Even with the coronavirus pandemic still ravaging parts of the country, heart disease remains the leading cause of death in the United States. For many years, a daily dose of aspirin was considered one of the cheapest and most effective ways to prevent heart attack and stroke. But based on new research, this widespread treatment is being reevaluated.
On Tuesday, October 12, 2021, the US Preventative Services Task Force announced that they were considering changing their guidance on daily aspirin therapy for preventing heart disease and stroke. For many adults, the side effects of everyday aspirin use may outweigh the benefits. Keep reading to learn more about the new recommendations and the research that inspired the change.
According to the panel’s proposed guidelines, doctors should no longer prescribe daily low-dose aspirin to people with heart disease as a means to preventing a first heart attack or stroke. The new recommendation applies to people under 60 years old who are at high risk for heart disease. It does not apply to anyone who has already had a heart attack or those who are already on the aspirin treatment plan. The panel strongly opposes people 60 and older from starting a new aspirin regimen, too. Experts now recommend patients discuss with their doctors whether the medication is right for them. The task force also plans to reconsider its 2016 suggestion to take low-dose aspirin to prevent colorectal cancer.
The proposed changes to the current guidelines are based on increasing evidence that the risks of daily aspirin use are more dangerous than any potential benefits. The side effects are especially threatening for adults 60 and older, who have an even greater risk of severe bleeding. These recommendations are not yet finalized. However, the draft guidance is typically approved after accepting public comments (from now until November 10).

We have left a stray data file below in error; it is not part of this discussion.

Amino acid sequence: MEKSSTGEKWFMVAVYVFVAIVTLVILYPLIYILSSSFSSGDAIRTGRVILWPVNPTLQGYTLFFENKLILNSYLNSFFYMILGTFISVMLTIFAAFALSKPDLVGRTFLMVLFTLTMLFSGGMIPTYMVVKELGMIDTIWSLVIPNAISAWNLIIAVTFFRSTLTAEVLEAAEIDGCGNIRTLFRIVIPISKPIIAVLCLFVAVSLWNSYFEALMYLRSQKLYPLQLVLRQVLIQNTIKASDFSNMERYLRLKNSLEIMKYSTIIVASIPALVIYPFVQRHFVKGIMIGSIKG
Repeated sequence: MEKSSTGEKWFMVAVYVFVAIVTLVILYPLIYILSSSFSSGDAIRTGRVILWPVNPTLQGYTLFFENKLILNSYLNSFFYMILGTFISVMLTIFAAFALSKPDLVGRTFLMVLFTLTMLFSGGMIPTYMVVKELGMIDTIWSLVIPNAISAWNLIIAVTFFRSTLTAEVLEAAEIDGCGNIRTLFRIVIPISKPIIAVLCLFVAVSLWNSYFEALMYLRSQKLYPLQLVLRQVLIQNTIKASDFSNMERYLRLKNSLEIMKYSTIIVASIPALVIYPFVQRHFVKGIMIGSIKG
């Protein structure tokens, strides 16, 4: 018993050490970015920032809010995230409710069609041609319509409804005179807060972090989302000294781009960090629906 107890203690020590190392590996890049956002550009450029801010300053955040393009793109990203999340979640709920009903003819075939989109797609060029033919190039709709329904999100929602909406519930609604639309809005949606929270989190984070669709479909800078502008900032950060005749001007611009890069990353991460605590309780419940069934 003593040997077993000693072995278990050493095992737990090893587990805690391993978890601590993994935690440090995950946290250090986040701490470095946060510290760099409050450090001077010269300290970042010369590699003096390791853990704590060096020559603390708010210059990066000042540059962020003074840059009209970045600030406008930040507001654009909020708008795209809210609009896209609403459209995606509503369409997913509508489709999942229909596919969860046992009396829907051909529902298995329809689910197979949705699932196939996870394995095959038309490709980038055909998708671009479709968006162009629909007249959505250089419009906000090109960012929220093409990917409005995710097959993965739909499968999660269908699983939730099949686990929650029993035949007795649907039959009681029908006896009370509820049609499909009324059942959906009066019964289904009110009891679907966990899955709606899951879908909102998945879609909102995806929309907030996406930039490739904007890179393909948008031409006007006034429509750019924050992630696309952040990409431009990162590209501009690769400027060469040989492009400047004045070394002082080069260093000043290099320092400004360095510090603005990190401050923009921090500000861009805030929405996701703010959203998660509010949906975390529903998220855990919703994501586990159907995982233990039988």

Some of the side effects of daily aspirin therapy include:
• Internal bleeding
• Stomach ulcers
• Allergic reaction
• Hemorrhagic stroke (caused by a burst blood vessel)
Aspirin is a type of blood thinner known as an antiplatelet. It prevents blood clots from forming and blocking arteries. But regular ingestion of aspirin may increase the risk of bleeding, especially in the brain and digestive tract. These threats only become more serious as people age. Research also shows that these risks arise very quickly after starting a daily aspirin treatment.
If you are already taking aspirin for heart disease, do not stop treatment until you consult your physician, especially if you have already had a stroke or heart attack. Suddenly stopping treatment can have a rebound effect, triggering a blood clot and a potential heart attack.
In 1988, researchers conducted the first large national study that found aspirin to be effective at preventing heart attacks. However, the clinical trial only included male physicians and was stopped early due to the remarkable benefits. Medical science has come a long way since then. A 2019 review from the University of Georgia compared newer evidence to older findings and concluded the benefits of aspiring no longer outweigh the harm. People, now, have more resources to keep their cholesterol at a healthy level and control other risk factors like high blood pressure. There’s less of an opportunity for aspirin to make a noticeable difference, but there is still the risk of the negative side effects.
The task force’s recommended changes follow the footsteps of several other prominent medical organizations and federal agencies. In 2019, the American Heart Association and the American College of Cardiology released joint guidelines saying aspirin should only be selectively prescribed. Following a 2014 review, the Food and Drug Administration recommended that aspirin shouldn’t be used as a primary heart attack prevention method.
If you are currently taking daily aspirin or you’re at a high risk of having a first stroke or heart attack, talk to your doctor before altering your medication.
BlissMark provides information regarding health, wellness, and beauty. The information within this article is not intended to be medical advice. Before starting any diet or exercise routine, consult your physician. If you don’t have a primary care physician, the United States Health & Human Services department has a free online tool that can help you locate a clinic in your area. We are not medical professionals, have not verified or vetted any programs, and in no way intend our content to be anything more than informative and inspiring.
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